We first consider the claim that by giving the conspiracy instruction the court constructively amended the indictment.   Because this issue was not raised in the trial court, we review for plain error.   See, e.g., Woodall v. United States, 684 A.2d 1258, 1262 (D.C.1996).   Conspirators are liable for criminal acts of co-conspirators “in furtherance of the unlawful project.”  Pinkerton, supra, 328 U.S. at 646, 66 S.Ct. 1180.   Moreover, in proving the substantive criminal act, “[t]he criminal intent to do the act is established by the formation of the conspiracy.”  Id.  In several instances, this court has previously recognized Pinkerton liability generally, to allow admission of co-conspirator statements. See Akins v. United States, 679 A.2d 1017, 1028 (D.C.1996);  Chavarria v. United States, 505 A.2d 59, 62 (D.C.1986) (citing United States v. Jackson, 201 U.S.App.D.C. 212, 230, 627 F.2d 1198, 1216 (1980)).   In applying the Pinkerton theory of liability in those circumstances, courts in this jurisdiction have repeatedly held that co-conspirators' statements may be admitted even though there is no conspiracy charge in the indictment.   See id.

 Although we have never decided the specific issue presented here-i.e., whether, when there is no conspiracy charge in the indictment, the Pinkerton instruction may be given to prove a criminal defendant's participation in an underlying criminal offense-every federal court that has decided this question has held that such an instruction is proper.5  Indeed, authority in favor of giving a Pinkerton instruction in these circumstances “is firmly established,” United States v. Jackson, supra, 201 U.S.App.D.C. at 230, 627 F.2d at 1216.   We have found no federal case law to the contrary and none has been cited to us.   Even before Pinkerton was decided by the Supreme Court, at least one federal circuit court had held that “[a]lthough conspiracy be not charged, if it be shown by the evidence to exist, the act of one or more defendants in furtherance of the common plan is in law the act of all.”   Davis v. United States, 12 F.2d 253, 257 (5th Cir.1926) (citations omitted).

In explaining the rationale for not requiring a formal conspiracy charge as a predicate for the Pinkerton theory, courts have reasoned that “[i]ndictments do not recite the government's theory of proof, which is what the Pinkerton theory is.”  United States v. Edmond, 288 U.S.App. D.C. 17, 25, 924 F.2d 261, 269, cert. denied, 502 U.S. 838, 112 S.Ct. 125, 116 L.Ed.2d 92 (1991);  see also Chairez, supra note 5, 33 F.3d at 827 (“[T]he absence of a conspiracy charge does not preclude the district court from applying a Pinkerton theory to the gun charge if the evidence so suggests.”) (citing Macey, supra note 5, 8 F.3d at 468).   Thomas challenges this reasoning, arguing that “vicarious liability under a conspiracy theory is not merely a theory of prosecution which does not require grand jury action, similar to aiding and abetting.”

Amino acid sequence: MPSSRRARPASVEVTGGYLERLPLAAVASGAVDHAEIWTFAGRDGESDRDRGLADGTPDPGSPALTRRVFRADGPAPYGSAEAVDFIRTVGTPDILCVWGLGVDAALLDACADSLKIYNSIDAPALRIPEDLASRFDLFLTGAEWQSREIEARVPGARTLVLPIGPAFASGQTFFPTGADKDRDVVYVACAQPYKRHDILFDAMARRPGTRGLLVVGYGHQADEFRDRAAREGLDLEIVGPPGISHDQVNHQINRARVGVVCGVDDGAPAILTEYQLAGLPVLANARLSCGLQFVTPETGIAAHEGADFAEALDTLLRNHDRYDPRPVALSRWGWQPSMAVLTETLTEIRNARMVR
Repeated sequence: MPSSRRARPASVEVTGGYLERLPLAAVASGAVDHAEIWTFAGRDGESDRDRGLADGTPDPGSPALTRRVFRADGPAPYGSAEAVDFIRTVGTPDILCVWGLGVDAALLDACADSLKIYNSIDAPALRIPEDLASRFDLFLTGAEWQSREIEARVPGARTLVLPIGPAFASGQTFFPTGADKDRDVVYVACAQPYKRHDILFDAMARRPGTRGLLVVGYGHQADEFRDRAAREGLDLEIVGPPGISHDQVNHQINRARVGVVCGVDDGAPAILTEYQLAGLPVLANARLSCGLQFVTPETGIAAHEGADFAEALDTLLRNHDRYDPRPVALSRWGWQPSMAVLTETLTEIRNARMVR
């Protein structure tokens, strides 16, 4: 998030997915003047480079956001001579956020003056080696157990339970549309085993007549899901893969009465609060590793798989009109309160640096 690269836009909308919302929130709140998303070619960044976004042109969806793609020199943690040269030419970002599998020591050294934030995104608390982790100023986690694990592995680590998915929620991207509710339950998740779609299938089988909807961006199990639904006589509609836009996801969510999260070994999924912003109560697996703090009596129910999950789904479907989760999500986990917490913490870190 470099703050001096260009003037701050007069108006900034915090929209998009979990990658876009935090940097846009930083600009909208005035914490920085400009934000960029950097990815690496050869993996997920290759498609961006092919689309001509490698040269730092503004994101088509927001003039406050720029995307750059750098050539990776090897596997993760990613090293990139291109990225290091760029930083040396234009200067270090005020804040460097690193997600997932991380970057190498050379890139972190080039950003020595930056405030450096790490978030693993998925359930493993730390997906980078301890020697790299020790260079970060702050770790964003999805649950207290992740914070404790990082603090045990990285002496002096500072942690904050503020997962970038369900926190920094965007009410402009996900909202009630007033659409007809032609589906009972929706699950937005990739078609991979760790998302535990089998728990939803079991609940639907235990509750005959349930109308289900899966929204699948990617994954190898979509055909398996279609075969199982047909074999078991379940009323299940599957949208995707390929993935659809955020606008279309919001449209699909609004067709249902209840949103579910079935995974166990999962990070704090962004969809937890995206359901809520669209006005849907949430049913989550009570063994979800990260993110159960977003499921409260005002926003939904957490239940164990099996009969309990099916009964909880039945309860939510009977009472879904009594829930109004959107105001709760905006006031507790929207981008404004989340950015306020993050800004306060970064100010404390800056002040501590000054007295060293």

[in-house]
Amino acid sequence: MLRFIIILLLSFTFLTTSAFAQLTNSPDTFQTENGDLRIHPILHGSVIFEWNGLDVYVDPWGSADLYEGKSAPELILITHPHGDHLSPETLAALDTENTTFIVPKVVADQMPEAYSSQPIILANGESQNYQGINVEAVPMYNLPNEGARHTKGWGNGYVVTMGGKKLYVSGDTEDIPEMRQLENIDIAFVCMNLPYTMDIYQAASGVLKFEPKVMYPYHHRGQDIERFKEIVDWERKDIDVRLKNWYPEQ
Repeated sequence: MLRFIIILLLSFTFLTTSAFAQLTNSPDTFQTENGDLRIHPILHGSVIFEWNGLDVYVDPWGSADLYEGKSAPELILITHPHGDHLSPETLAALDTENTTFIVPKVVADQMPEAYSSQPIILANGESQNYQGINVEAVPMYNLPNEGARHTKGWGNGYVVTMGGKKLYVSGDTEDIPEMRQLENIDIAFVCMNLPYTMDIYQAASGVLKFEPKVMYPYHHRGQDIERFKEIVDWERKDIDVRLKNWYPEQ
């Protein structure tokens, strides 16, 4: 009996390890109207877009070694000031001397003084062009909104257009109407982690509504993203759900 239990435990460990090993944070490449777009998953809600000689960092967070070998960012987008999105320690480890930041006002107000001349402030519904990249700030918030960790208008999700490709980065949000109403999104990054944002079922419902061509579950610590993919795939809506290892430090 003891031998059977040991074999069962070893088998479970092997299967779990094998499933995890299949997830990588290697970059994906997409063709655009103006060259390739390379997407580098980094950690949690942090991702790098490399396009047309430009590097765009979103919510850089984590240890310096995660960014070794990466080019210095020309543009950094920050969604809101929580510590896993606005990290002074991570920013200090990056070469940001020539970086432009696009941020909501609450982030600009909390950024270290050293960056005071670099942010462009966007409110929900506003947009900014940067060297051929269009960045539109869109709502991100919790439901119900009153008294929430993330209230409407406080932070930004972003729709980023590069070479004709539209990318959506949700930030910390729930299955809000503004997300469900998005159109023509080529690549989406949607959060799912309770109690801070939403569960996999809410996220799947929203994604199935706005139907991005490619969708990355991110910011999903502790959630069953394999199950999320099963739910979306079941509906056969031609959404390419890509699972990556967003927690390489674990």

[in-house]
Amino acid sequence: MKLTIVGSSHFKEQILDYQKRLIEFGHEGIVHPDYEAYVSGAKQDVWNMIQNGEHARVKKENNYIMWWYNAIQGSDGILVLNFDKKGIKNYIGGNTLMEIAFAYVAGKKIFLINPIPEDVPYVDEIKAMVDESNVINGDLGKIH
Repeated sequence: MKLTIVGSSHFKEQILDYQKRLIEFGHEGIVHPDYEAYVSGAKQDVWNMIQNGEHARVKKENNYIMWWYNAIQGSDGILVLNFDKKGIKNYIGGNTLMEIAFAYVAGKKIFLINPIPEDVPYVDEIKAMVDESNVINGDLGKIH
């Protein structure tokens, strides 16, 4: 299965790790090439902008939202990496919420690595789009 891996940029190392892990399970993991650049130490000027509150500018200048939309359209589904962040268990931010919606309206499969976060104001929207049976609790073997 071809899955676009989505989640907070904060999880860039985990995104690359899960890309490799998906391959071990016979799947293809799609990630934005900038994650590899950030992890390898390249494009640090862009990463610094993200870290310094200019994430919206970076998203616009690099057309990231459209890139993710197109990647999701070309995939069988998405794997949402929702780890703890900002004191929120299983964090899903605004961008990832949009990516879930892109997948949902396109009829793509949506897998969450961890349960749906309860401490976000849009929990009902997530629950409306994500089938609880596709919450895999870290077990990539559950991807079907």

We reject this argument because, in agreement with the authorities cited, we are persuaded that Pinkerton liability does not offend the grand jury clause, even absent a conspiracy charge in the indictment.6  In support we rely upon our own cases where we have observed that the grand jury clause “requires that (1) the accused shall be apprised of the charges so that he or she can adequately prepare a defense;  (2) the indictment shall describe the crime with sufficient specificity to enable a defendant to protect against future jeopardy for the same offense;  and (3) the defendant shall be tried only on the charges specified in the indictment, in order to assure that the prosecutor or court will not alter the charges to fit the proof․  In short, a conviction must be based on an offense proved at trial and fully alleged in the indictment.”  Ingram v. United States, 592 A.2d 992, 1005 (D.C.1991) (citations and internal quotations omitted).   Thomas concedes that the first and second requirements are not at issue here.   As to the third, we emphasize that Thomas was convicted of first degree murder while armed, not conspiracy;  the existence of a conspiracy merely supplied some evidence of the crime of conviction.   This case is not one in which Thomas was convicted of a charge that was not handed down by the grand jury in the indictment.7  Accordingly, by proceeding on a conspiracy theory, the government did not constructively amend the indictment.   Hence, the requirements of the grand jury clause were not violated here.

 Further, in Ingram, where the theory of liability (aiding and abetting) was not disclosed in the indictment, we held there was no requirement that the theory be set forth because the particular theory proven was not an element of the offense charged.  Id. at 1006-07.   While we acknowledged that a constructive amendment of the indictment was possible “if the indictment had specified a particular theory” of liability, and a different theory were proved at trial, we held there was no constructive amendment because the indictment “did not specify the means by which appellant aided and abetted the robbery.”  Id. at 1006.   The same, of course, is true here.   The conspiracy theory was not specified in the indictment;  therefore, there was no “amendment,” constructive or otherwise, of the indictment where the proof at trial showed the existence of a conspiracy.8